Identification of domains and cohorts
Through a review of national and international reports on wellbeing (see Appendix A in the full report for details), CSI identified the following domains that recur across national and international indexes: health and disability, education, employment, living standards, housing and homelessness, social cohesion, and life satisfaction. While international reports often group health and disability as one domain, Eight Domains makes a distinction between health and disability because while they may be sometimes related, having a disability does not necessarily mean someone has poor health.
In addition to the cohorts of gender and age groups focused on by other reports, Australia’s Social Pulse also reports on the following groups:
- Youth not in education, employment or training (NEET)
- People with disability
- Socio-Economic Indexes for Areas (SEIFA);
specifically, the SEIFA Index of Relative Socio-Economic Disadvantage
- Indigenous Australians
- People with psychological distress
- Geographical region (remoteness)
Including these cohorts allows us to unpack potential differences in how these various groups experience outcomes and ultimately make social progress. This provides a more holistic understanding of how the nation is faring, and enables far greater sophisticated analysis to answer questions around ‘why’ differences have occurred, and ‘how’ policies might respond.
Selecting and assessing indicators
CSI’s systematic approach (Bennett et al., 2016) was used to select and assess the indicators included in the report. The process includes: establishing the purpose and principles to guide the process; a background review of existing indicators in the literature and practice; assessment of indicators against predefined selection criteria; and finalisation and selection of indicators. This approach involved assessing the indicators against ten selection criteria that examined subjective and technical aspects of the indicators, to determine whether they were: important, specific, validated, reliable, accessible, acceptable, appropriate, useable, and feasible.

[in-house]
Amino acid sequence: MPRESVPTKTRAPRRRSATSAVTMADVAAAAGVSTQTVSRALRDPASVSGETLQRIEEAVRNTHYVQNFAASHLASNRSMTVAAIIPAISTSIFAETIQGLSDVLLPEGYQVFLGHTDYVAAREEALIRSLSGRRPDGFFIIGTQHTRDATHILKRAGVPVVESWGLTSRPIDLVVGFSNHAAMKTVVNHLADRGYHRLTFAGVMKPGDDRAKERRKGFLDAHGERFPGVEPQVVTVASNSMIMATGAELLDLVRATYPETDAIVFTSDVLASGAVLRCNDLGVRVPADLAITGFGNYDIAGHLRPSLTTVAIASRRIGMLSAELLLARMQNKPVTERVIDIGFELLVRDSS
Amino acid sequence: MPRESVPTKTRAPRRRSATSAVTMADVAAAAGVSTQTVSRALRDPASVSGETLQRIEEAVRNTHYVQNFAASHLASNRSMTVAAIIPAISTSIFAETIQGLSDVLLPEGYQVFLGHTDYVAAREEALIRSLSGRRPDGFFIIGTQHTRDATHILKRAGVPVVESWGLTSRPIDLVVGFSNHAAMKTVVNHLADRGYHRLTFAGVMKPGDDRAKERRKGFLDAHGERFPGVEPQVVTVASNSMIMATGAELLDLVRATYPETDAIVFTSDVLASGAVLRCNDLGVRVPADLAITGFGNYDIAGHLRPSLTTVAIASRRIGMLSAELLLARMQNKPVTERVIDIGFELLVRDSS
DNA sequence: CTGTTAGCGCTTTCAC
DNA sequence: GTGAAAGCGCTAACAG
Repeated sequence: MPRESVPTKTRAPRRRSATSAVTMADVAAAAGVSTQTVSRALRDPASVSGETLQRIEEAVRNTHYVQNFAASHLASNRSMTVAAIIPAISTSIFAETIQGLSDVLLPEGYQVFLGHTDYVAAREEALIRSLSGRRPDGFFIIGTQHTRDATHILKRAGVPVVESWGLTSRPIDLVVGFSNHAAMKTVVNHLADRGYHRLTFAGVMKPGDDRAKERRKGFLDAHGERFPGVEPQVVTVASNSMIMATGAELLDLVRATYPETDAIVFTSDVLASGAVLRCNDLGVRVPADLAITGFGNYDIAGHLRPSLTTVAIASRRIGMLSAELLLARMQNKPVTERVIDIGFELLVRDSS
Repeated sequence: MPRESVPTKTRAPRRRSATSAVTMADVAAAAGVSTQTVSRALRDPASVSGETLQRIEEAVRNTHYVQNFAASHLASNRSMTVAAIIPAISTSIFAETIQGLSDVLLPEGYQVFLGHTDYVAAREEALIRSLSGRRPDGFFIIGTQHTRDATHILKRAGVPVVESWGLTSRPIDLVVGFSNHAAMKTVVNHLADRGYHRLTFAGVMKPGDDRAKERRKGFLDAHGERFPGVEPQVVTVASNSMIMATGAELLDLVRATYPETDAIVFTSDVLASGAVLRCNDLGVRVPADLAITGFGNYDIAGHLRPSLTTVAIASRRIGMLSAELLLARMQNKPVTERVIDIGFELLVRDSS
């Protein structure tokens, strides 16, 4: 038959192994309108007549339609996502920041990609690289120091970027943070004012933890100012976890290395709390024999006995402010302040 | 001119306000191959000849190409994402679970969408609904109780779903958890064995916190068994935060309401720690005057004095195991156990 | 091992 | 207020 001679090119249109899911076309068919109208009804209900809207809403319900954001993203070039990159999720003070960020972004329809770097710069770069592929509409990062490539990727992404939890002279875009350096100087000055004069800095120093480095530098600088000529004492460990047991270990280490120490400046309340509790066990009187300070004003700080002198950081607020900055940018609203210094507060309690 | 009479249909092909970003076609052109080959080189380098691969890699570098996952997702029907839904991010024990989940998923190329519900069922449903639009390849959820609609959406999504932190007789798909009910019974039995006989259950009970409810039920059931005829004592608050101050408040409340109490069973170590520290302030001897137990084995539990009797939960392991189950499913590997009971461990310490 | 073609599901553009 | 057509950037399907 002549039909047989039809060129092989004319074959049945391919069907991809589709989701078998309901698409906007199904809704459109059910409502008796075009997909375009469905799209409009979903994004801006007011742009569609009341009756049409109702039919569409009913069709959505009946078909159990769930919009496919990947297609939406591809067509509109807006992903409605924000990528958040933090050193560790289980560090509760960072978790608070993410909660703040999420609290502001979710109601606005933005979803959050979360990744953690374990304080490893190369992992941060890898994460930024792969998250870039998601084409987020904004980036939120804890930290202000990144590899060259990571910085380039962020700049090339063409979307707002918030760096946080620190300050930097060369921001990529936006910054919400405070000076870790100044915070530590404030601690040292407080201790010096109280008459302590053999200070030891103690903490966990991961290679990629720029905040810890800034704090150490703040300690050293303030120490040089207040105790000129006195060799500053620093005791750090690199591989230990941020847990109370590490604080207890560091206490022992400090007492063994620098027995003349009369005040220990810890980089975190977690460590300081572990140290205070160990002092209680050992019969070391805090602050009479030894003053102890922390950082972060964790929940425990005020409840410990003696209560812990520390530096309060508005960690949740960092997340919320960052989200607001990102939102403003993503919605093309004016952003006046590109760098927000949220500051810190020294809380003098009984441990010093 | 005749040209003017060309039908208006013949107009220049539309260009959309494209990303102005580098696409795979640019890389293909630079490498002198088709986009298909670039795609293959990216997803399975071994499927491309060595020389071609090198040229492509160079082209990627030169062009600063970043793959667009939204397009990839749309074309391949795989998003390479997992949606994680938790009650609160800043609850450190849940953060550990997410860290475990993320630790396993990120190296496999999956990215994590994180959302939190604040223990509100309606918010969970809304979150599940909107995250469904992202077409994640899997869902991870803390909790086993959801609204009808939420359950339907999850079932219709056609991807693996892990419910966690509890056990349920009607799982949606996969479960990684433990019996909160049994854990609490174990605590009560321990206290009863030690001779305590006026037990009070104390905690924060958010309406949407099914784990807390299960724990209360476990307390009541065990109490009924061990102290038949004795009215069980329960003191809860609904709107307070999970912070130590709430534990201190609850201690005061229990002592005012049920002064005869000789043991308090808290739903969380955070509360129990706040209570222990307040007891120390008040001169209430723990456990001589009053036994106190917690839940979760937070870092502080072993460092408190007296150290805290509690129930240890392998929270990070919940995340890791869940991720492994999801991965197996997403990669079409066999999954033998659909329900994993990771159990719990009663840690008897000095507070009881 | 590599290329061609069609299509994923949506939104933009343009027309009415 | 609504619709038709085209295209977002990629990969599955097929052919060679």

Indicators were selected from the aforementioned national and international reports, and two researchers then independently assessed each indicator against the selection criteria above. Overall, there was a high level of agreement between the researchers; any differences in opinions were discussed and a consensus reached. To identify a shortlist of indicators we selected a subset of all identified indicators that met the criteria of being: 1) feasible, 2) important, and 3) usable. Detailed methodology about the indicator selection approach is described in Bennett et al. (2016).
Data and data analysis
The report predominantly uses national data from the Household, Income and Labour Dynamics in Australia Survey (HILDA) and the Census of Population and Housing (census) as these datasets enable analysis of a broad range of indicators over time and disaggregated by population groups of interest. The HILDA survey is an ongoing national longitudinal survey of household labour market and dynamics that is representative of people in Australia who live in private dwellings, excluding very remote parts of Australia. See the methodology section in the full Australia’s Social Pulse report for more details about the HILDA survey.
Data from the 2001, 2006, and 2011 Census of Population and Housing surveys were also used in this report. Where possible, Time Series Profile data was used to examine aggregate-level changes over 2001, 2006, and 2011. Where Time Series Profile data was not available, data from TableBuilder Pro was used to examine changes between 2001 and 2006.